Depending on sophistication and severity, a single breach could shut down a business for good. According to recent reports, the 2017 Equifax breach affected 147.9 million consumers, cost the company $87.9 Million in expenses and $3.5 Billion in market capitalization.

This is an extreme example, but the news is full of similar stories, which further emphasizes the importance of a strong visibility strategy that bolsters security. Apart from security, there are plenty of financial factors that might impact your network visibility architecture. Stack rank your priorities, justify each and weigh them against the budget realities you’re dealing with. A detailed appraisal of these elements will help you better plan and implement your visibility strategy, and ask for additional funding as needed.

Political elements: Organizational politics vary widely between companies. Smaller organizations generally have managers performing a broad scope of duties, while large enterprises tend to be more siloed. For instance, companies with large networks have dedicated teams managing switches, security, infrastructure, applications, and so on.

When developing a visibility strategy, many stakeholders may be involved in the IT portion of the plan, but who pays for what and who takes responsibility when things go wrong? Multiple siloed teams can work collaboratively using an independent network TAP as the foundation of your visibility strategy. This simplifies management across demarcation lines because TAPs touch the switch as well as the connected tools.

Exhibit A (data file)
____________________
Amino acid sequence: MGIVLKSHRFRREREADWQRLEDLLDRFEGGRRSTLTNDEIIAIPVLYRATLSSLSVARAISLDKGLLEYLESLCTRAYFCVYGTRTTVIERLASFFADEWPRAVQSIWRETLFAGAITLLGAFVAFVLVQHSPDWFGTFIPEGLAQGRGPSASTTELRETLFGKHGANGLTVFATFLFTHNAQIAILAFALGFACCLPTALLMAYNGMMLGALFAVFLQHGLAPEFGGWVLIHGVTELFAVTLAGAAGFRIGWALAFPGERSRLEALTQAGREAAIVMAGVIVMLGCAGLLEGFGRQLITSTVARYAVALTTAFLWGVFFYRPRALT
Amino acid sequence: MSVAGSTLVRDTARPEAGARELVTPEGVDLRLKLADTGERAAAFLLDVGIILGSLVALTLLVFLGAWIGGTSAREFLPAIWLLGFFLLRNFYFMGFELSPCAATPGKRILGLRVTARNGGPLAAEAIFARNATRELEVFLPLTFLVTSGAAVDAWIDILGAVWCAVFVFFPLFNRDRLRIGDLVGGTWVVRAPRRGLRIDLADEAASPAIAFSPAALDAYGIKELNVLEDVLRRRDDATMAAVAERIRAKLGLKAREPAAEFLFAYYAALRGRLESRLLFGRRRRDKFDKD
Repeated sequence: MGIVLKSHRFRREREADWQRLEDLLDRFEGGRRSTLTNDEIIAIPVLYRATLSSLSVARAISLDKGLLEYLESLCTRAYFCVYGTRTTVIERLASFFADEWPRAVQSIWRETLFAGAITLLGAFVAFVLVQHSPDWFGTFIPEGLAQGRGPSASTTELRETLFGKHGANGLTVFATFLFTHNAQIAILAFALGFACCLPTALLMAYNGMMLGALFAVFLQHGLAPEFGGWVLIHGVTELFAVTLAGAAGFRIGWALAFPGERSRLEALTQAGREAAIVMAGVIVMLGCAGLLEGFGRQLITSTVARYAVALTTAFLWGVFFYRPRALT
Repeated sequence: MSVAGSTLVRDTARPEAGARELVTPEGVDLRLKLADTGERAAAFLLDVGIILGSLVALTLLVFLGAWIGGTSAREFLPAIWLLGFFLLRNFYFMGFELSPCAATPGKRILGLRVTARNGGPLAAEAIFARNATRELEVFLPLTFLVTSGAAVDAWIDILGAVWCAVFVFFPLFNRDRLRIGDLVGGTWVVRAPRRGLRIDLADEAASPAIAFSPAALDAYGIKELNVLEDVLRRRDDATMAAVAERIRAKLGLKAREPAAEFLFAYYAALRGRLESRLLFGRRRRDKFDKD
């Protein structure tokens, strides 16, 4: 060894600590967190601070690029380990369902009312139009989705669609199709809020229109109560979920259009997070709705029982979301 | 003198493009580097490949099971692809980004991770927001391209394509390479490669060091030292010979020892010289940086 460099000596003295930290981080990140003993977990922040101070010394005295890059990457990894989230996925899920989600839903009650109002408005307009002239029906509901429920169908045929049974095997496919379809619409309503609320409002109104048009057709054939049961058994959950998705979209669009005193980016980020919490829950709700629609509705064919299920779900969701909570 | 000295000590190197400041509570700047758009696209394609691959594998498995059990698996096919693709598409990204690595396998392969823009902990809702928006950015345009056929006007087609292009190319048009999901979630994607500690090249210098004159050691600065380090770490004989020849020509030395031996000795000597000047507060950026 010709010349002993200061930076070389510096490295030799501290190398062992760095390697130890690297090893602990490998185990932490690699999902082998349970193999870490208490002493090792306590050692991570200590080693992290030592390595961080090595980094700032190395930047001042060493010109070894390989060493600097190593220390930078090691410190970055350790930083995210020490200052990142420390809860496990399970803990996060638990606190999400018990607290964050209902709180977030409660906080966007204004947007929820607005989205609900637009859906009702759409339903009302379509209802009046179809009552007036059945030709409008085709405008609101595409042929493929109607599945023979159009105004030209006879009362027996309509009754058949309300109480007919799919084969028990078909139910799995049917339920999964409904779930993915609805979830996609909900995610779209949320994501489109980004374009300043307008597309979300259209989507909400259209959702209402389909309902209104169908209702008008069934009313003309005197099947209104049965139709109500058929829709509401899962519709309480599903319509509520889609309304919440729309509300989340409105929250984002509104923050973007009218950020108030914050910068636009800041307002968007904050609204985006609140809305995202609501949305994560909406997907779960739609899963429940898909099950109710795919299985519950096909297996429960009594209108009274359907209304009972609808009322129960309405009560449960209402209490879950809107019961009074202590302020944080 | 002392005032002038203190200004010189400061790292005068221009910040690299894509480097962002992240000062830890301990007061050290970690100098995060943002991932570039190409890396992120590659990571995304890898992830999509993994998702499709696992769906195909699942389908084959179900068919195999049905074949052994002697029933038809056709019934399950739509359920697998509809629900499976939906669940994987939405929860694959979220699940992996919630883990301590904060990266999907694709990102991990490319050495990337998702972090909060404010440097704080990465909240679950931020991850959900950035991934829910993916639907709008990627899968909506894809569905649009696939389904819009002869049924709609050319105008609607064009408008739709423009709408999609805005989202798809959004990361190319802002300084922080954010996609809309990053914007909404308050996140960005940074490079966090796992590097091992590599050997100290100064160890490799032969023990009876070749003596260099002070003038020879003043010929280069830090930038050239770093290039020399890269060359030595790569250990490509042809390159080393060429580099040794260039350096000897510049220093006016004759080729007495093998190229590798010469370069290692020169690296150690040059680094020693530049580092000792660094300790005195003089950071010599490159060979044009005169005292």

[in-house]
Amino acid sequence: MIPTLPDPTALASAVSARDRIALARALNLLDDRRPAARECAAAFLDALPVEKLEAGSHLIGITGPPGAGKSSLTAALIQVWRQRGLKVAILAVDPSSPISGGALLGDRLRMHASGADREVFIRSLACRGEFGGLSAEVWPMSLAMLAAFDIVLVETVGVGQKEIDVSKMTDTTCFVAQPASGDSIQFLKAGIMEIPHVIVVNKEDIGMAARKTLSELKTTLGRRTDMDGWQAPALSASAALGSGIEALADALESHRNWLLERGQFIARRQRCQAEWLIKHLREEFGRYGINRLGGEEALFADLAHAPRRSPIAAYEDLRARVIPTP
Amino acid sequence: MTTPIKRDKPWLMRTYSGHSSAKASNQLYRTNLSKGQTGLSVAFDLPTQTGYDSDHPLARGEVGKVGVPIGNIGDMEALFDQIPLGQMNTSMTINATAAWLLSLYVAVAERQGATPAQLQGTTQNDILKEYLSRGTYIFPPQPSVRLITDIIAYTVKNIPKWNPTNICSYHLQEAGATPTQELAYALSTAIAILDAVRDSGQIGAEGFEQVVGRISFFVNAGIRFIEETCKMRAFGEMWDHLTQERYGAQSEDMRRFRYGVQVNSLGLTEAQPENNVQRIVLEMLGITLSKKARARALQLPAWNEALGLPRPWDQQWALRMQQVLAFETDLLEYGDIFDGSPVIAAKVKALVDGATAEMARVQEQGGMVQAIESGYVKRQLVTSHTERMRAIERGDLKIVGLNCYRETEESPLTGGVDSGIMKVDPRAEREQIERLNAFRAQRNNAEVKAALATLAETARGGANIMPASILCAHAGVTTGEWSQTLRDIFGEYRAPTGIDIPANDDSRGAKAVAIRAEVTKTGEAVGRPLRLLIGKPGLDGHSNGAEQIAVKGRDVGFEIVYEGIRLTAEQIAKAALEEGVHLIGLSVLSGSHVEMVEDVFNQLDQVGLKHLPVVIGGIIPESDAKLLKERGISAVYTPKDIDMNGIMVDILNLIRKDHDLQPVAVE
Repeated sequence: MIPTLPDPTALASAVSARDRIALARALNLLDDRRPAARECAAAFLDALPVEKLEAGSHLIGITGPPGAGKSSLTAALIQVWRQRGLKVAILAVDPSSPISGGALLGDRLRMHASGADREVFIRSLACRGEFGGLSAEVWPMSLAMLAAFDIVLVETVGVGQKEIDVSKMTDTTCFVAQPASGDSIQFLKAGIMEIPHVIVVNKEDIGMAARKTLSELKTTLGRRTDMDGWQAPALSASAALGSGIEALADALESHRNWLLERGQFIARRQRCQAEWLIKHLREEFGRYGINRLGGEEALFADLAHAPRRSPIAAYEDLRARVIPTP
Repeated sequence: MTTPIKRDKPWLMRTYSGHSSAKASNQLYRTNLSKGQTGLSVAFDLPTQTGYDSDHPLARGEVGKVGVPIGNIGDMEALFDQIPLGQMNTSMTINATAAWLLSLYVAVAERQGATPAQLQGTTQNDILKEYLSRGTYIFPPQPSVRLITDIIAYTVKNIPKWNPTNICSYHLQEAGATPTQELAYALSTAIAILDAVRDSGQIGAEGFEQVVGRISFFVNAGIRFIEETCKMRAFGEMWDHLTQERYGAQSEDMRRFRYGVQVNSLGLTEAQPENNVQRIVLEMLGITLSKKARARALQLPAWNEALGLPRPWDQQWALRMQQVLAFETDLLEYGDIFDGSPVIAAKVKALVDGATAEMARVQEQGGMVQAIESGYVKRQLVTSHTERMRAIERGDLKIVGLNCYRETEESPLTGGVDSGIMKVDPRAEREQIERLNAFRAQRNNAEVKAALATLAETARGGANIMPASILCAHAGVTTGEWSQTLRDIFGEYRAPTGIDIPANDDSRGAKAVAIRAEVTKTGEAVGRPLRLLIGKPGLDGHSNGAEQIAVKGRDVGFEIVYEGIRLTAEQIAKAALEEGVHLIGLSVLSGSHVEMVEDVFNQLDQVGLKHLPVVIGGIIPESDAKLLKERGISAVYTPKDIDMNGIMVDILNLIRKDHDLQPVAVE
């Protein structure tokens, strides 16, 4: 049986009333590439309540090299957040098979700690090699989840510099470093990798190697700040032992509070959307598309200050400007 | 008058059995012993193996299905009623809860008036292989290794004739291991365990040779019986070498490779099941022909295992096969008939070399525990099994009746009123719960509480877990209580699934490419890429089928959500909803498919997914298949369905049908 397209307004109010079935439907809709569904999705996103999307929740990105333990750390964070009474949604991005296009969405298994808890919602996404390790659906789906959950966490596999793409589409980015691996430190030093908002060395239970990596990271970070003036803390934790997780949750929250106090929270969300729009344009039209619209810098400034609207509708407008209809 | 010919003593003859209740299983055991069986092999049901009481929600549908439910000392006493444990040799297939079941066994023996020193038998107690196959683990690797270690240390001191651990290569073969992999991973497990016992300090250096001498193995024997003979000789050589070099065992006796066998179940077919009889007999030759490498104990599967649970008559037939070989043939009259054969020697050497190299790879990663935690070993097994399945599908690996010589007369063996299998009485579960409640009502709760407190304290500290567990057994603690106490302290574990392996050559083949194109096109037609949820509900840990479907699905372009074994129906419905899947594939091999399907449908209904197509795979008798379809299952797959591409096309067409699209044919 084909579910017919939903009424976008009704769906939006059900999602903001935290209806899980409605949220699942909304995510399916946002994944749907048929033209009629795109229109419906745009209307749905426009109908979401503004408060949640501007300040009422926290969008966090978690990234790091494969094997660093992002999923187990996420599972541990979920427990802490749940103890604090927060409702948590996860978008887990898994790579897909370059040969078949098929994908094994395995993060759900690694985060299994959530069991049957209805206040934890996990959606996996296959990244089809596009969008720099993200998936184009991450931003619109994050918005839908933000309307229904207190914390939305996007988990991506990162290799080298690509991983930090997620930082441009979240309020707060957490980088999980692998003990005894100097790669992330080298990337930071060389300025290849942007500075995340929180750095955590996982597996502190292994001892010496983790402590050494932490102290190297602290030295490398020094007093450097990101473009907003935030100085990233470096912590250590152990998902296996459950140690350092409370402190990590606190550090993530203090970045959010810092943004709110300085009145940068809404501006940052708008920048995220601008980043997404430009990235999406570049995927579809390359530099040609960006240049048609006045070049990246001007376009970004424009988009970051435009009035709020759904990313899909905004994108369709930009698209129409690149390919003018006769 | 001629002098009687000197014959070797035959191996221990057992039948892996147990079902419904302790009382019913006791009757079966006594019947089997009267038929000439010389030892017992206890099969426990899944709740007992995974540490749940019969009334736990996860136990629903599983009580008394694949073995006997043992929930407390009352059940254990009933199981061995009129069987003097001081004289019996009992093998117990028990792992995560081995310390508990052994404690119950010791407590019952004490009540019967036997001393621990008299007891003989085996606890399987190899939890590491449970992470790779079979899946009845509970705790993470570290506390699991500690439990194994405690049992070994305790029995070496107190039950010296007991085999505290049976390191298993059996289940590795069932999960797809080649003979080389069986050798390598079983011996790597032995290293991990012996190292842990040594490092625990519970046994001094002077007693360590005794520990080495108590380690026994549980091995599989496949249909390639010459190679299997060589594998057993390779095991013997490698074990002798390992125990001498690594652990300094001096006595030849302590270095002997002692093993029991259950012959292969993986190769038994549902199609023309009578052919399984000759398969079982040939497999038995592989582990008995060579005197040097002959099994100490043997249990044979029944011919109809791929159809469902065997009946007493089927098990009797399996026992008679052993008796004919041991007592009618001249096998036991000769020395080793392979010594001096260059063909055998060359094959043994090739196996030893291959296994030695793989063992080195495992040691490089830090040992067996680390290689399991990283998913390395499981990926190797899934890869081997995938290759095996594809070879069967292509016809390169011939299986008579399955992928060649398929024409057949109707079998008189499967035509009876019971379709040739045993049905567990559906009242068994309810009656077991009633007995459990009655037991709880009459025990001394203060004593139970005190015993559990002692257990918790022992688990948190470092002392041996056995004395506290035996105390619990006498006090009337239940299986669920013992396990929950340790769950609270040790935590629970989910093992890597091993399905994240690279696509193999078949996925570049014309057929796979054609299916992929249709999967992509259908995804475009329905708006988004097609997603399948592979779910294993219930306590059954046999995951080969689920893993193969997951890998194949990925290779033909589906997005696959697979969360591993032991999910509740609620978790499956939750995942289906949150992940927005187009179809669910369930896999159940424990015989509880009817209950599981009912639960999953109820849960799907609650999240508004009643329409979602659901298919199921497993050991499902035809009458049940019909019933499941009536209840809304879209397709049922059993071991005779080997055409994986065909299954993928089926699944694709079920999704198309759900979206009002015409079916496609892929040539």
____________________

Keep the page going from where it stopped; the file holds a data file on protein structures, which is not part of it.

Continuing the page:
As such, each team can manage its own purview without impinging on or impacting other groups, providing greater flexibility to reorganize budget and responsibility according to function.

Legal elements: IT managers must adhere to a broad range of rules for network security, data access, and privacy. Regulations like GDPR require various protections for network users both inside and outside the organization, with stiff penalties for non-compliance.

Unauthorized distribution or malicious use of information creates enormous liability. This is why examining regulatory risks is such an imperative part of developing your network visibility strategy. Are you able to see which traffic might be malicious or what data you may be mismanaging? Are your security and privacy policies up to code? Do your monitoring and security tools receive the level of insight necessary to protect data as it travels throughout the network, detect malicious activity, and prevent breaches?